Thursday, 5 June 2014

Cointreau goes back to the future with a new blend

It is a marketing adage that you never mess with a successful formula; but Cointreau has just added to its worldwide range for the first time since it launched in 1849. 

La Maison Cointreau, known for its iconic square-bottled orange liqueur that sells around 
13 million bottles each year, in more than 150 countries, has just launched a new variant: Cointreau Noir.

Bernadette Langlais, Cointreau’s master distiller, says she was inspired by “Majestic”, which was a premium blend of Cointreau orange liqueur and cognac crafted by Edouard Cointreau in the early 1900s. She decided to put her own spin on Majestic,create Cointreau Noir.

Cointreau Noir is a blend of Cointreau orange liquor and Fine Champagne Cognac: described as "an irresistible marriage of Cointreau’s perfect balance of sweet and bitter orange peels and world’s finest cognac, Rémy Martin".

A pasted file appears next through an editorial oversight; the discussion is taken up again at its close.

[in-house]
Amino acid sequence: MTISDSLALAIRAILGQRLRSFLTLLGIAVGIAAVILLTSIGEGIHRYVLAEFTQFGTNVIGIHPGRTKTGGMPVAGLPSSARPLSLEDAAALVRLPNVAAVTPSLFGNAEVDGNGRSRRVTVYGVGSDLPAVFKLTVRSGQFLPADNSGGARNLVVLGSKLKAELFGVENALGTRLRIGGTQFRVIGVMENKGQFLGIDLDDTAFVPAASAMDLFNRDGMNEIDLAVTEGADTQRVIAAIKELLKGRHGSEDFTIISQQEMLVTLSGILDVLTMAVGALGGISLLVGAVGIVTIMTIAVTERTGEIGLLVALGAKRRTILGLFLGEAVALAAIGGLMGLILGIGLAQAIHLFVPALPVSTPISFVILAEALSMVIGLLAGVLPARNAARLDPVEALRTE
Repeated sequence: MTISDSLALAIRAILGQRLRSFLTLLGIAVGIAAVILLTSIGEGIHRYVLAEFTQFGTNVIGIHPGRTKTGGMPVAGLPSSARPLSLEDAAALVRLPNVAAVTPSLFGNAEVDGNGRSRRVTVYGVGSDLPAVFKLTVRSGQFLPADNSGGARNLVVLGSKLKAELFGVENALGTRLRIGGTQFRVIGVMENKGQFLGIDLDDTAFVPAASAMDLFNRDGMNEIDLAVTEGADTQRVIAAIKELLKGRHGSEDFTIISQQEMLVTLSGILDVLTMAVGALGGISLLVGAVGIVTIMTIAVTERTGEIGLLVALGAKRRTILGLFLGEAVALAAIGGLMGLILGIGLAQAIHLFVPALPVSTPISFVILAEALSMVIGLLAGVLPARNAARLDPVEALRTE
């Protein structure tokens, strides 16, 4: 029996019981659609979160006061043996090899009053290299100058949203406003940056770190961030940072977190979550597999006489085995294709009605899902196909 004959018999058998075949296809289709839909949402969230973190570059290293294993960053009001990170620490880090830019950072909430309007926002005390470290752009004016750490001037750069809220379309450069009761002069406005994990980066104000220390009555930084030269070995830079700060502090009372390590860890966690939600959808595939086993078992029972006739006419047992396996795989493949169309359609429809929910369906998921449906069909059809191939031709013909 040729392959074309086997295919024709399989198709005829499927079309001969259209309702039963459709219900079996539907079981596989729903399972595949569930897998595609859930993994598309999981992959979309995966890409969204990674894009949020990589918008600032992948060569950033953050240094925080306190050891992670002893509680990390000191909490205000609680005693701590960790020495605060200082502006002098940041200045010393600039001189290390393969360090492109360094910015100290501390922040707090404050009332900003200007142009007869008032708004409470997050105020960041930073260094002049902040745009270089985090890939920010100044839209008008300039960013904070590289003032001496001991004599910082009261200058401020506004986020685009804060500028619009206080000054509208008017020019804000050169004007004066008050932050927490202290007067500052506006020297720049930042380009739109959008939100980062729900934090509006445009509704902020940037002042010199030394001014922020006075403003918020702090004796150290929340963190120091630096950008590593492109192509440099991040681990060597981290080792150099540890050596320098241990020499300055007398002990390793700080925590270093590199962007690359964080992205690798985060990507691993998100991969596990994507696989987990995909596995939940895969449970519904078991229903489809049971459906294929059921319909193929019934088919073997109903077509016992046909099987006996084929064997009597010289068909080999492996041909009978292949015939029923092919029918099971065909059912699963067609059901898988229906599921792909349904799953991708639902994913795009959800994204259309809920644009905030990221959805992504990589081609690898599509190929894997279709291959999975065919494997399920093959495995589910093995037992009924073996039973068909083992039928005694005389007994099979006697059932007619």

Well that's what the marketers say. I'm pretty much a wine and beer drinker nowadays other than the odd Tanqueray and tonic, but a I found one glass of this over ice post dinner was not enough. It's delicious. 

Langlais enriched the original recipe by adding macerations of nuts and almonds, adding aromas and complexity. 

There is still the bright orange peel flavour; a touch of spice, some vanilla and honeyed characters, and it finishes with plenty of smooth, mellow length. 

“We have spent the last few years endeavouring to hone the final product and reach the perfection we set out to achieve,” says Langlais with considerable hype.

The end result, however, midway between a liqueur and a cognac, and is designed to appeals to dark spirit connoisseurs and cocktail lovers. The recipe, like that of the original Cointreau, is a secret.  

Alfred Cointreau, a sixth generation member of the Cointreau family, visited Australia to launch Cointreau Noir (my invitation must have got lost in the post) and Cointreau Noir is now available at an RRP of $64.99.

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